Petition calls on government to finally stop basing loans on parental income
Some student loans don’t even cover rent
A petition has been created calling on the government to stop student finance being based on parental income.
The petition currently has just over 2,000 signatures, but needs 10,000 signatures to gain a response from the government and 100,000 to be considered for a debate in parliament.
At the moment, student finance is worked out based on parental income, with those with higher income getting a lower loan than those with a lower income. It is designed to give poorer students access to higher education.
But now some are arguing it can be unfair on students with higher parental income who are expected to rely on parents for additional support, or fit part-time work around their studies.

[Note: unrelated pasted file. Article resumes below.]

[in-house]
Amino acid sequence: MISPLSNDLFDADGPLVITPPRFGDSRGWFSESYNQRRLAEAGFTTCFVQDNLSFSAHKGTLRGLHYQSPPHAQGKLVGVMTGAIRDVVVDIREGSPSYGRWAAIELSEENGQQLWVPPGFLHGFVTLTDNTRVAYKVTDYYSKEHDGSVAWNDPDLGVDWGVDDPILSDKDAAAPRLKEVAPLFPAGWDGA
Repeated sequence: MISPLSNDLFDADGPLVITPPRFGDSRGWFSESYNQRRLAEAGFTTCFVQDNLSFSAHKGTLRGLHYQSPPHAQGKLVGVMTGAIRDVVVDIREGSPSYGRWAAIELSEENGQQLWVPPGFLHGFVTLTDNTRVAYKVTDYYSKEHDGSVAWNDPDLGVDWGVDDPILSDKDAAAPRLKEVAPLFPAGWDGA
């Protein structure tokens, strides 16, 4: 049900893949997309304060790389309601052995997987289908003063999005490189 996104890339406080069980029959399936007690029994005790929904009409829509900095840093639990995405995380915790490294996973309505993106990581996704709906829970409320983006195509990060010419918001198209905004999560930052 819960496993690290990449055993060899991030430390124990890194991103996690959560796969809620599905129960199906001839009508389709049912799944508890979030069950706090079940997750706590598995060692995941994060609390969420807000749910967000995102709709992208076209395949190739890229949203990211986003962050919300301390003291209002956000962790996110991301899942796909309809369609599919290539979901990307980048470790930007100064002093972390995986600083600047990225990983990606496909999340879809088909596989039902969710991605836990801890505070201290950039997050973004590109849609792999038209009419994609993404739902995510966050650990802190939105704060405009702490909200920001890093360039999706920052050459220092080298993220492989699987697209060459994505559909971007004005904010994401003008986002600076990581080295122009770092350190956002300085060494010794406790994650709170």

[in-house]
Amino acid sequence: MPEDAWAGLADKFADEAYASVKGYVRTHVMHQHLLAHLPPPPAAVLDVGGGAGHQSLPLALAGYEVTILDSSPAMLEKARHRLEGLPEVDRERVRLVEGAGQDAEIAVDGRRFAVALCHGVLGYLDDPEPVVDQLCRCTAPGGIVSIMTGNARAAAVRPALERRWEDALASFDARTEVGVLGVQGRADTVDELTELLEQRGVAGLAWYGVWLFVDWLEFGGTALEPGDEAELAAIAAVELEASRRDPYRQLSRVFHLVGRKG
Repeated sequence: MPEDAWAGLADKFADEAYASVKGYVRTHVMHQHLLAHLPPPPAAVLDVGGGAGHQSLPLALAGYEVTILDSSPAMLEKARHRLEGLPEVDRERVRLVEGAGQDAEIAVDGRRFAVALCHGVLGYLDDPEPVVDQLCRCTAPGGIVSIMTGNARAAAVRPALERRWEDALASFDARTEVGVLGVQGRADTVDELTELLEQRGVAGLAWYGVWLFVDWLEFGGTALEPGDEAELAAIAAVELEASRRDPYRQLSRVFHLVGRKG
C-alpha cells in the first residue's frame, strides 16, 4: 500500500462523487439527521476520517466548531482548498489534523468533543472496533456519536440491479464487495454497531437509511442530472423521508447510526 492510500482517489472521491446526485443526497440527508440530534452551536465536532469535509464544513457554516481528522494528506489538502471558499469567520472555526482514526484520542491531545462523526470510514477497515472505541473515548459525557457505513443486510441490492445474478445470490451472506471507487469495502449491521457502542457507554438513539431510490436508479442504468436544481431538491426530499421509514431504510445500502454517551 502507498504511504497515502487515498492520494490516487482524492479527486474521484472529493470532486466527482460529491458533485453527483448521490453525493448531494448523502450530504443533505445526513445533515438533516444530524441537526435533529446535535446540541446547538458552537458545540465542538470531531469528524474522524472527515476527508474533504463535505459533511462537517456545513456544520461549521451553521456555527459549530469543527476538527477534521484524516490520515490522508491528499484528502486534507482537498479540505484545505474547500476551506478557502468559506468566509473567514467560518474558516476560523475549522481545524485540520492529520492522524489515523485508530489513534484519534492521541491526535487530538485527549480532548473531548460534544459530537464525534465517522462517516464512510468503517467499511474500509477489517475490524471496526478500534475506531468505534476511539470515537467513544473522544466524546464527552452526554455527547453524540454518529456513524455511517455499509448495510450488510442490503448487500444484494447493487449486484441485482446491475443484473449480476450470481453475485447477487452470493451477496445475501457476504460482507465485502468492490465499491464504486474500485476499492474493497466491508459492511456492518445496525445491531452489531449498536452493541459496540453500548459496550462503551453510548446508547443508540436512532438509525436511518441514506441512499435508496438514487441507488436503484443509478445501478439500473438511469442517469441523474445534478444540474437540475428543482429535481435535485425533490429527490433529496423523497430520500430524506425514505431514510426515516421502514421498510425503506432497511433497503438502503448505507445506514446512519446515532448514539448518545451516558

Describing his reasons why he started created petition, Karl Mooney said on the petition: “Student finance is a joke on the way they assess how much money each student gets. They base it on how much your family earns. But myself and others fend for ourselves.
“We don’t rely on our parents for financial help. Also at the end of our courses, we are the ones paying it back, not our parents.”
We spoke to Shannon Louise Rodgers, a sixth former applying to university this year, who added: “It’s not fair that it’s based on our parents’ income, when we are going to be moving away from our parents.
“It doesn’t really affect me as much, but when I have friends who are applying who won’t get enough to even cover rent, it just doesn’t seem fair.”
Leeds second year, Caitlyn Fleming said she signed the petition. She told The Tab: “It’s not fair that some people get enough money to buy cars and holidays when there are people struggling to buy shopping.
“From personal experience, I’ve been in that very situation. Having the lowest student loan but it still not covering the rent of the cheapest halls of residence and having to find part-time work to get by.
“At the end of the day, it’s not our parents who are loaded with the burden of our graduate debt. Why can’t we get a higher loan if we want it? After all it’s us paying for our time at uni.”